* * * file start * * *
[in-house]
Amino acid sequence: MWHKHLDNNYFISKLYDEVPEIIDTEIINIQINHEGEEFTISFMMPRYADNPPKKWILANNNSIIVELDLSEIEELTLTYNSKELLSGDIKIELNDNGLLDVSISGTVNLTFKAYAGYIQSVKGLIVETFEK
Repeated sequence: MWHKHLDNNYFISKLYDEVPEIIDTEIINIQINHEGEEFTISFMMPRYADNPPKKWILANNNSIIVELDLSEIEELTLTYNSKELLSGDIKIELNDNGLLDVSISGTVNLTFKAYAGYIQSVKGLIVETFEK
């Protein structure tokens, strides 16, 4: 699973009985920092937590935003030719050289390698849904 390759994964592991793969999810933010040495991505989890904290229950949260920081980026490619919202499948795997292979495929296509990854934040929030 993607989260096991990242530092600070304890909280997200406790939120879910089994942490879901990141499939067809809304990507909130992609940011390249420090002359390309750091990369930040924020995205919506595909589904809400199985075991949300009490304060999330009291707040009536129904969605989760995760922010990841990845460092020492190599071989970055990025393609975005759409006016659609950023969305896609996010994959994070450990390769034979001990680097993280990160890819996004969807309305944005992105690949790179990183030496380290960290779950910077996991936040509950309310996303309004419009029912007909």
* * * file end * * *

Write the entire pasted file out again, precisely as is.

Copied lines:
[in-house]
Amino acid sequence: MWHKHLDNNYFISKLYDEVPEIIDTEIINIQINHEGEEFTISFMMPRYADNPPKKWILANNNSIIVELDLSEIEELTLTYNSKELLSGDIKIELNDNGLLDVSISGTVNLTFKAYAGYIQSVKGLIVETFEK
Repeated sequence: MWHKHLDNNYFISKLYDEVPEIIDTEIINIQINHEGEEFTISFMMPRYADNPPKKWILANNNSIIVELDLSEIEELTLTYNSKELLSGDIKIELNDNGLLDVSISGTVNLTFKAYAGYIQSVKGLIVETFEK
């Protein structure tokens, strides 16, 4: 699973009985920092937590935003030719050289390698849904 390759994964592991793969999810933010040495991505989890904290229950949260920081980026490619919202499948795997292979495929296509990854934040929030 993607989260096991990242530092600070304890909280997200406790939120879910089994942490879901990141499939067809809304990507909130992609940011390249420090002359390309750091990369930040924020995205919506595909589904809400199985075991949300009490304060999330009291707040009536129904969605989760995760922010990841990845460092020492190599071989970055990025393609975005759409006016659609950023969305896609996010994959994070450990390769034979001990680097993280990160890819996004969807309305944005992105690949790179990183030496380290960290779950910077996991936040509950309310996303309004419009029912007909």